Be­fore GST was rolled out, the tourism in­dus­try was li­able to pay mul­ti­ple taxes. With one na­tion, one tax— GST, the cost of the land pack­ages in In­dia have re­duced to quite an ex­tent. As we move for­ward, enough time has been pro­vided by the gov­ern­ment to up­dates and many con­fer­ences in In­dia were ar­ranged to sa­ti­ate the queries and prob­lems. Mov­ing for­ward, the sys­tems are easy to fol­low now. With uni­form rates and bet­ter use of in­put credit, the cost for the end users have re­duced. In­dia is tak­ing baby steps in dig­i­tal im­ple­men­ta­tion of the taxes.

While the road to 'One Na­tion One Tax' has been a chal­leng­ing one, ac­knowl­edged in this year of GST im­ple­men­ta­tion. The gov­ern­ment has put in strong ef­forts to ad­dress var­i­ous is­sues in­clud­ing fre­quent amend­ments, Con­sid­er­able in­ter­ven­tion is yet re as it con­tin­ues to evolve. De­spite the mul­ti­ple con­tin­u­ing chal­lenges of adapt­ing to GST across the ecosys­tem and the cum­ber­some com­pli­ance process due sys­tem chal­lenges from GSTN, our core travel busi­nesses have de­liv­ered strong re­sults, thanks to our fo­cused ini­tia­tives of not just grow­ing vol­umes and pro­duc­tiv­ity but also en­hanc­ing mar­gins.

GST has com­pleted one year but re­gret­tably there is still not much clar­ity for us in the travel and tourism in­dus­try. Our in­dus­try is quite com­plex; we pro­vide multi-faceted ser­vices which are sourced for our clients and each ser­vice has its own unique­ness. Those com­plex­i­ties still ex­ist which lead to dou­ble and tre­ble tax­a­tion, thereby de­feat­ing the fun­da­men­tal pur­pose of GST: One Na­tion One Tax. Hon­estly, each one of us is still grop­ing in the dark. We still be­lieve that we have got it right. I sin­cerely wish that the de­part­ment sits with us with the right ap­proach and at­ti­tude.

One year of GST has surely been a roller­coaster ride for most peo­ple in the busi­ness. Since cor­rect in­voic­ing and ap­pli­ca­tion is the key in GST, it au­to­mat­i­cally dis­ci­plines all busi­nesses up and down the line. For cruise busi­ness as well as other out­bound busi­nesses, the prod­ucts be­ing sold on­line and over­seas are avail­able to pas­sen­gers at the same price, hence it is a bit GST regime. I guess, busi­nesses would have to live with the com­plex­ity of such tax regimes as the tax base needs to in­crease dra­mat­i­cally for gov­ern­ment to re­con­sider fur­ther ra­tio­nal­i­sa­tion of GST rates. Till then we all need to con­trol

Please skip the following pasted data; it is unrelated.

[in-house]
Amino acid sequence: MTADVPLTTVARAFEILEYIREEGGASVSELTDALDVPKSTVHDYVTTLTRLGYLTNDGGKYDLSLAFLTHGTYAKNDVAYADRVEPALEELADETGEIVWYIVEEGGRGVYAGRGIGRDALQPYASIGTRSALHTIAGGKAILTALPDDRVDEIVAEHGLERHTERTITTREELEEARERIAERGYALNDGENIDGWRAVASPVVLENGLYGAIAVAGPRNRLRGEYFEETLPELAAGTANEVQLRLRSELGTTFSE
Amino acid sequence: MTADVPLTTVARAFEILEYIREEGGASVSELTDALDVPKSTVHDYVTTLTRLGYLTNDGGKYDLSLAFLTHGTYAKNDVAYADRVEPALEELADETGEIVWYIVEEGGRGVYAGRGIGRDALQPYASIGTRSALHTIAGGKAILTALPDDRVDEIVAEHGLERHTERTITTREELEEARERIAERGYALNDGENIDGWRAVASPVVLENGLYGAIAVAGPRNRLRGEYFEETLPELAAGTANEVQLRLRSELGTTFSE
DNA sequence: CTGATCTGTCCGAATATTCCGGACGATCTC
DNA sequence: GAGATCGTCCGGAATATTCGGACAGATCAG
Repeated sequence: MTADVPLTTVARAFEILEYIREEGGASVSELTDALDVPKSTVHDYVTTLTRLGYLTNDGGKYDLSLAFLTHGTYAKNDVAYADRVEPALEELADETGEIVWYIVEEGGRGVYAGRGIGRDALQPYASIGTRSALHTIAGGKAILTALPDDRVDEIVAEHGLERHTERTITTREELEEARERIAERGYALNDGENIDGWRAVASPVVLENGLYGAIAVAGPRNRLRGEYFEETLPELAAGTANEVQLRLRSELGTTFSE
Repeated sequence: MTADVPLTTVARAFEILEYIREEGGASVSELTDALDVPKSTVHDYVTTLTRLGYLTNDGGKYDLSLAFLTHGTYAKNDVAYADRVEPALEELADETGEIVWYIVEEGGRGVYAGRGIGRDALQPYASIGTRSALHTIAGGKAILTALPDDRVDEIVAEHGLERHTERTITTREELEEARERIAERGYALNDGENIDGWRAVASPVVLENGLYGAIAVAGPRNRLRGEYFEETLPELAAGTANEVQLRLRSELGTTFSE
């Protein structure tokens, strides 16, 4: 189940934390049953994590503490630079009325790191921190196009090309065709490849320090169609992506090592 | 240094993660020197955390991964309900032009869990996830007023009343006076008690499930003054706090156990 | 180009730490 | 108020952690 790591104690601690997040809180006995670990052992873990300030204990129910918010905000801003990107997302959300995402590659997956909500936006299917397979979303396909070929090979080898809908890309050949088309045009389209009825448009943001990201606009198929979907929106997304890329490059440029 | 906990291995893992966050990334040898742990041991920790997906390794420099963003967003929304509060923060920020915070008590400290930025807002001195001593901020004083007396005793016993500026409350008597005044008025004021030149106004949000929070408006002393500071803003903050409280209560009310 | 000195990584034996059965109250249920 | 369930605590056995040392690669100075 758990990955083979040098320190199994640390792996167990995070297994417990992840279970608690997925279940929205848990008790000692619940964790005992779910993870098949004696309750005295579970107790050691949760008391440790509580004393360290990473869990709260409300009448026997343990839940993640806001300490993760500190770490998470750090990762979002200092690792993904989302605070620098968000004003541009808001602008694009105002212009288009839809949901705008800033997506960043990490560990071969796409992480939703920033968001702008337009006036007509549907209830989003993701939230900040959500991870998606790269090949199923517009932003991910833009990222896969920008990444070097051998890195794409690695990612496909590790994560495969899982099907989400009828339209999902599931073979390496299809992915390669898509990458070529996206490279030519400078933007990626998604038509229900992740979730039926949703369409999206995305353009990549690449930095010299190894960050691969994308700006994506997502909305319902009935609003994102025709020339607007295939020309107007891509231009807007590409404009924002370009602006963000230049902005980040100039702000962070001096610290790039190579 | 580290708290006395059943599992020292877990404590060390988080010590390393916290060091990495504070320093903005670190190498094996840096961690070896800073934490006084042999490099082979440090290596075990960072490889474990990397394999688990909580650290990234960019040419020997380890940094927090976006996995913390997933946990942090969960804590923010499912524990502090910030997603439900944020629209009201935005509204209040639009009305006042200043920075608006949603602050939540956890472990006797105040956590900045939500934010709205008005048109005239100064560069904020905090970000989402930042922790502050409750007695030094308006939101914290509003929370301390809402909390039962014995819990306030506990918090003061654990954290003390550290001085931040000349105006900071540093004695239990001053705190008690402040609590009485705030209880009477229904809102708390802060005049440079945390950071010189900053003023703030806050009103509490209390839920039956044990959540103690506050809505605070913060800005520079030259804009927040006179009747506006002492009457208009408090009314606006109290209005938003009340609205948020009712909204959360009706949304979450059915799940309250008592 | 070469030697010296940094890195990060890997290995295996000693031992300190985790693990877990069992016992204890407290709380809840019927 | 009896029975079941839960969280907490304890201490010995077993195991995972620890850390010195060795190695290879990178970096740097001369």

Be­fore GST, we were hope­ful that all our wor­ries would go and the mul­ti­ple taxes would fade away. How­ever, GST came with mul­ti­ple slabs for the hos­pi­tal­ity in­dus­try. We have been telling the min­istry that all our source mar­kets are at 8 per cent and we should be kept in that slab only. How­ever, with the mech­a­nism of re­verse charges and in­put credit, we re­alised that 12 per cent may be a ra­tio­nal thing with 2-3 per cent in­put tax credit. To­day, the 28 per cent GST on ho­tels is mak­ing In­dian ho­tels ex­pen­sive. We did get a few con­ces­sions in the restau­rant in­dus­try but we hope that some­thing is done for the ho­tels as well.

Sub­hash Goyal Hony Sec­re­tary FAITH

Guldeep Singh Sahni Im­me­di­ate Past Pres­i­dent, Out­bound Tour Op­er­a­tors As­so­ci­a­tion of In­dia

Sam­pat Da­mani Found­ing Part­ner Disha Trav­elsGST is a great step. For the ho­tel in­dus­try, there is now 18 per cent and 28 per cent slab. The 18 per cent slab is very fair. The is­sue is with the 28 per cent slab be­cause some of our ho­tels come un­der it and that is ex­tremely un­fair. It sud­denly pushed our whole prod­uct price, mak­ing it around 15 per cent more ex­pen­sive of what it was pre-GST. I am also told there is a re­view com­mit­tee sit­ting to dis­cuss GST rates soon. I hope that the gov­ern­ment hos­pi­tal­ity in­dus­try in­stead of 28 per cent. It would give a huge boost to the sec­tor.

Him­mat Anand, Founder Tree of Life Re­sorts & Ho­tels and Tree Leaf Hos­pi­tal­ity

Chan­der Man­shara­mani Vice Chair­man, In­dia Con­ven­tion Pro­mo­tion Bu­reau (ICPB)

Sameer Kar­nani Travel Agents As­so­ci­a­tion of In­dia (Western Re­gion)

San­jay Narula Vice Pres­i­dent, Travel Agents As­so­ci­a­tion of In­dia

Vishal Suri Man­ag­ing Di­rec­tor, SOTC Travel

An­jum Lokhand­wala Founder & Di­rec­tor, Out­bound Kon­nec­tions

De­b­jit Dutta Chair­man, IATO West Ben­gal Chap­ter

Nishith Sax­ena Founder & Di­rec­tor Cruise Pro­fes­sion­als

Deepak Bhat­na­gar Man­ag­ing Di­rec­tor Aa­mantran Travel

Ma­hesh Iyer CEO, Thomas Cook In­dia

Gar­ish Oberoi Pres­i­dent, FHRAI